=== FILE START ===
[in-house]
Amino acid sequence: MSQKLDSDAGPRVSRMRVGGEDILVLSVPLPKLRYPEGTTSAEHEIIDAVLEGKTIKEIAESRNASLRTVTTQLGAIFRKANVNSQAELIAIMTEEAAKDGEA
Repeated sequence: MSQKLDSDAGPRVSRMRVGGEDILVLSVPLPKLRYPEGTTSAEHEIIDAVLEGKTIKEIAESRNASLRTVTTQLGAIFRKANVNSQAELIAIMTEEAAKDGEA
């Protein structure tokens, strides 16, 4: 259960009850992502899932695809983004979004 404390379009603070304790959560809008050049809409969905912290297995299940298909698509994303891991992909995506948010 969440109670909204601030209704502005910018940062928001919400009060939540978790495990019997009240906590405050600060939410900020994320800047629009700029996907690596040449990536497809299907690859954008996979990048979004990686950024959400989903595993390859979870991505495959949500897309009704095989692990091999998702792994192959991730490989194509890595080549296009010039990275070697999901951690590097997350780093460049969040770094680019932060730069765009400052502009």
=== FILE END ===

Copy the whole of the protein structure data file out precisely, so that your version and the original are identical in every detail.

[in-house]
Amino acid sequence: MSQKLDSDAGPRVSRMRVGGEDILVLSVPLPKLRYPEGTTSAEHEIIDAVLEGKTIKEIAESRNASLRTVTTQLGAIFRKANVNSQAELIAIMTEEAAKDGEA
Repeated sequence: MSQKLDSDAGPRVSRMRVGGEDILVLSVPLPKLRYPEGTTSAEHEIIDAVLEGKTIKEIAESRNASLRTVTTQLGAIFRKANVNSQAELIAIMTEEAAKDGEA
């Protein structure tokens, strides 16, 4: 259960009850992502899932695809983004979004 404390379009603070304790959560809008050049809409969905912290297995299940298909698509994303891991992909995506948010 969440109670909204601030209704502005910018940062928001919400009060939540978790495990019997009240906590405050600060939410900020994320800047629009700029996907690596040449990536497809299907690859954008996979990048979004990686950024959400989903595993390859979870991505495959949500897309009704095989692990091999998702792994192959991730490989194509890595080549296009010039990275070697999901951690590097997350780093460049969040770094680019932060730069765009400052502009």